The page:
An entire grammar for the whole mass of Inform would not be linguistically interesting: it contains many convenient wordings which are not really part of a grand pattern. Inform does, however, have a formal notion of a Sentence, a grammatical structure which we shall call S. It is almost true that conditions ("if the flowerpot is on the wall") have the same grammar as assertions ("The flowerpot is on the wall") and "now" phrases ("now the flowerpot is on the wall"). All three use the S grammar, so we could define an assertion as "S.", say that "if S", "while S", "when S" and so on are conditions, and say that "now S" defines the "now" declaration.
Grammatical sentences do not necessarily make sense, of course. Many perfectly grammatical assertions in fact give rise to problem messages:
Whereas the first three, at least, would be sensible as conditions. So saying that assertions are "just like" conditions is a little misleading: what they have in common is S, the underlying grammar they each use as a starting-point.
To define S, we break it up into subsidiary structures. The most important is the Description Phrase (DP), examples of which include "the red basket", "somewhere lighted" and "an empty open container". Clearly sentences include DPs, but they also include other ingredients. The general pattern used in Inform is very simple:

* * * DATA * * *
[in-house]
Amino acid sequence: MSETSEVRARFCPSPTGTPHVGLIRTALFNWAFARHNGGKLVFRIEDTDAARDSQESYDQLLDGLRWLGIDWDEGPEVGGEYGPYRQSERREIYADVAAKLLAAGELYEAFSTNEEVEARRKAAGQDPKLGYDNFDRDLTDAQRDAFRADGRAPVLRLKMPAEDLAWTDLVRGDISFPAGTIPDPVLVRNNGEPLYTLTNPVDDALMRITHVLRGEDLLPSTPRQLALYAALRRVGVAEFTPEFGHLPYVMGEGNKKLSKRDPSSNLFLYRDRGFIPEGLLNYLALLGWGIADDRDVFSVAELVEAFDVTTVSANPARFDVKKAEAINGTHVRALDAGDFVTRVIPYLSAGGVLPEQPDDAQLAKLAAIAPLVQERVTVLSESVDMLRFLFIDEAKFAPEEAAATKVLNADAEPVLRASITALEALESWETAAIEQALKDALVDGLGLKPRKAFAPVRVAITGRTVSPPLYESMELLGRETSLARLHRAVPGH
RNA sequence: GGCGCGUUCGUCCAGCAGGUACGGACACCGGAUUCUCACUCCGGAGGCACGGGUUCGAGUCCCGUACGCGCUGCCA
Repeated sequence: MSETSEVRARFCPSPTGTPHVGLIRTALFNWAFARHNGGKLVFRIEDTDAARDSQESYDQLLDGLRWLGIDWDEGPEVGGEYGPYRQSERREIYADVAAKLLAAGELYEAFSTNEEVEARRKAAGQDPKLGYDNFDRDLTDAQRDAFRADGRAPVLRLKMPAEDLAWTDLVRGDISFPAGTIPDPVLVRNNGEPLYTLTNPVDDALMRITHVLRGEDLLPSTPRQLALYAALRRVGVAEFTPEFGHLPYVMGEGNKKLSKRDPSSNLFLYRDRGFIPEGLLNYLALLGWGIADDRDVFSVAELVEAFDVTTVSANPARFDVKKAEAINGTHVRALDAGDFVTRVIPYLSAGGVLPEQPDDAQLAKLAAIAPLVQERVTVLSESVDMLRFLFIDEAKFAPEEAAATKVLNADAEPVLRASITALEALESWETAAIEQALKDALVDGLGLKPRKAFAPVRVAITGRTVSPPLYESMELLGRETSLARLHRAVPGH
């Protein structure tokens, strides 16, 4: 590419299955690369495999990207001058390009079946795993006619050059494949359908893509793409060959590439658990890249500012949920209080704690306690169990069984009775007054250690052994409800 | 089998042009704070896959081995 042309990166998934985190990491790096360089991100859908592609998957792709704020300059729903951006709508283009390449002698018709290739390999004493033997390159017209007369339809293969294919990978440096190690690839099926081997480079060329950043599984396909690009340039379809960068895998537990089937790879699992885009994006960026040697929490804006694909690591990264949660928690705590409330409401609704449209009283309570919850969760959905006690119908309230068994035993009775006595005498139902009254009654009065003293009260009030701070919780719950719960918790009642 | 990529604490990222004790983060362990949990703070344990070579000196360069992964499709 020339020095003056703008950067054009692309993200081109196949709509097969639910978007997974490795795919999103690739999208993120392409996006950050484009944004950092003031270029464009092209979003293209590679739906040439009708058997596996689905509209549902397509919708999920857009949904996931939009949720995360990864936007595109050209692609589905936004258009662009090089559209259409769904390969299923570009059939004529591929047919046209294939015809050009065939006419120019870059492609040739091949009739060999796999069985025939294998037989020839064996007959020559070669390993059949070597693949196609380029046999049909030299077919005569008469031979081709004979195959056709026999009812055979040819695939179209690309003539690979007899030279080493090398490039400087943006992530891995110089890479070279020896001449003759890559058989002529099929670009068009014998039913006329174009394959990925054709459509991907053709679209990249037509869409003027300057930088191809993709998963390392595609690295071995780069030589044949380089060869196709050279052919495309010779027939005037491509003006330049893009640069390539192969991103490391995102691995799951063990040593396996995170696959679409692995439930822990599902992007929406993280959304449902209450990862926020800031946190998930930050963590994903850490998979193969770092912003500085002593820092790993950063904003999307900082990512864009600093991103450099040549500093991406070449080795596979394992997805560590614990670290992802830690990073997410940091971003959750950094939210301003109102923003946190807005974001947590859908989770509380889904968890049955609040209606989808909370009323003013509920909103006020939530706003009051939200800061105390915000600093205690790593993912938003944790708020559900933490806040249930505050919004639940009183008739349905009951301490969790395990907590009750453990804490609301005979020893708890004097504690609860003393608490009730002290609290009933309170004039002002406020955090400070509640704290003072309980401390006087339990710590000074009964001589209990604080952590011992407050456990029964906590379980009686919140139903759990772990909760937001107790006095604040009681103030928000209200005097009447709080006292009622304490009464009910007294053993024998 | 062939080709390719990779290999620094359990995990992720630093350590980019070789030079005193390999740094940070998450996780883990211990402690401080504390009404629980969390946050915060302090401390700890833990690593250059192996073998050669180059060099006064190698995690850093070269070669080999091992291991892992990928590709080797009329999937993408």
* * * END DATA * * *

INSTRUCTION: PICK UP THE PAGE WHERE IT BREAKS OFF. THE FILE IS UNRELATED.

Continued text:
where VP is another structure, the Verb Phrase. For instance:
In that example, the Verb was the single word "wears". More generally, Inform allows a Verb to include adverbs and prepositions, to be negated, and to come in any of four tenses, so the following are all valid examples of Verb in our grammar:
Although we are not going through the definition of Description Phrases in detail, it is worth noticing how "which" and "who" behave:
Thus "an open container which is in the Ballroom" can be broken down as:
To understand compounds like "something in a container", we have to invent a new grammatical structure for "in a container" and similar: let's call this a Relative Phrase (RP).
Thus "an open container in the Ballroom" is DP (an open container) + RP (in the Ballroom). Relative Phrases have two different forms:
so that "in a container" is an example of 5a. An example of 5b would be
That is nearly it, but not quite: we must go back to the "almost" in the statement above that assertions and conditions "almost" have the same grammar S. The difference arises from a curious irregularity in English called subject-verb inversion (see the Oxford English Grammar at 3.22F), whereby assertions can be reversed but not conditions. For instance,
This does not follow the pattern S = DP + VP, because "in the garden" is not a DP: indeed, it is not a noun at all. To make sense of this sentence, Inform reverses it to "A sunflower is in the Garden", which does indeed follow DP + VP. Hence the final rule:
So the condition "if in the garden is a sunflower…" fails because rule 6 does not apply to the grammar for conditions: while occasional poetic uses of subject-verb inversion do turn up in conditions ("If On A Winter's Night A Traveller", say), they are rare in ordinary English usage, and illegal in Inform. That completes the S grammar, so to recap: